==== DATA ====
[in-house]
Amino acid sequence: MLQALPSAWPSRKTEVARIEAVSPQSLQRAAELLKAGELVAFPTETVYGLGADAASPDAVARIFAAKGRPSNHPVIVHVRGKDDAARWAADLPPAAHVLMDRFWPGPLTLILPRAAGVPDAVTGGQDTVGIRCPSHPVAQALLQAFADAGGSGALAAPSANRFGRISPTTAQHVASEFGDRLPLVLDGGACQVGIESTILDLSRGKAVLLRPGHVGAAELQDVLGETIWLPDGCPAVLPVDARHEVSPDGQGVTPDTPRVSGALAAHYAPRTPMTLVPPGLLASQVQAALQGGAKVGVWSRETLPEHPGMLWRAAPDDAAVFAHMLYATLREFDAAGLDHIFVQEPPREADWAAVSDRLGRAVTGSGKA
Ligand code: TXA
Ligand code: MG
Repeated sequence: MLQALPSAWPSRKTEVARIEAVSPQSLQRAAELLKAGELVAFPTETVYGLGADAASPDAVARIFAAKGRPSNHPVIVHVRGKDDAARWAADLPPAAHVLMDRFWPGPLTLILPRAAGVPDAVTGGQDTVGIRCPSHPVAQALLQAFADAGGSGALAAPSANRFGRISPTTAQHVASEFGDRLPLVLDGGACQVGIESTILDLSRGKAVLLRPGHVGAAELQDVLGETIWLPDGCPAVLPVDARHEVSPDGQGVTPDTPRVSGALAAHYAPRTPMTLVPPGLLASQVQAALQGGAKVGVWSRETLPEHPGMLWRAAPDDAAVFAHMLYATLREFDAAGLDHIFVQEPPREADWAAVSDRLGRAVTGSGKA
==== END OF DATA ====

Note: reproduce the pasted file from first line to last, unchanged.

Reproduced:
[in-house]
Amino acid sequence: MLQALPSAWPSRKTEVARIEAVSPQSLQRAAELLKAGELVAFPTETVYGLGADAASPDAVARIFAAKGRPSNHPVIVHVRGKDDAARWAADLPPAAHVLMDRFWPGPLTLILPRAAGVPDAVTGGQDTVGIRCPSHPVAQALLQAFADAGGSGALAAPSANRFGRISPTTAQHVASEFGDRLPLVLDGGACQVGIESTILDLSRGKAVLLRPGHVGAAELQDVLGETIWLPDGCPAVLPVDARHEVSPDGQGVTPDTPRVSGALAAHYAPRTPMTLVPPGLLASQVQAALQGGAKVGVWSRETLPEHPGMLWRAAPDDAAVFAHMLYATLREFDAAGLDHIFVQEPPREADWAAVSDRLGRAVTGSGKA
Ligand code: TXA
Ligand code: MG
Repeated sequence: MLQALPSAWPSRKTEVARIEAVSPQSLQRAAELLKAGELVAFPTETVYGLGADAASPDAVARIFAAKGRPSNHPVIVHVRGKDDAARWAADLPPAAHVLMDRFWPGPLTLILPRAAGVPDAVTGGQDTVGIRCPSHPVAQALLQAFADAGGSGALAAPSANRFGRISPTTAQHVASEFGDRLPLVLDGGACQVGIESTILDLSRGKAVLLRPGHVGAAELQDVLGETIWLPDGCPAVLPVDARHEVSPDGQGVTPDTPRVSGALAAHYAPRTPMTLVPPGLLASQVQAALQGGAKVGVWSRETLPEHPGMLWRAAPDDAAVFAHMLYATLREFDAAGLDHIFVQEPPREADWAAVSDRLGRAVTGSGKA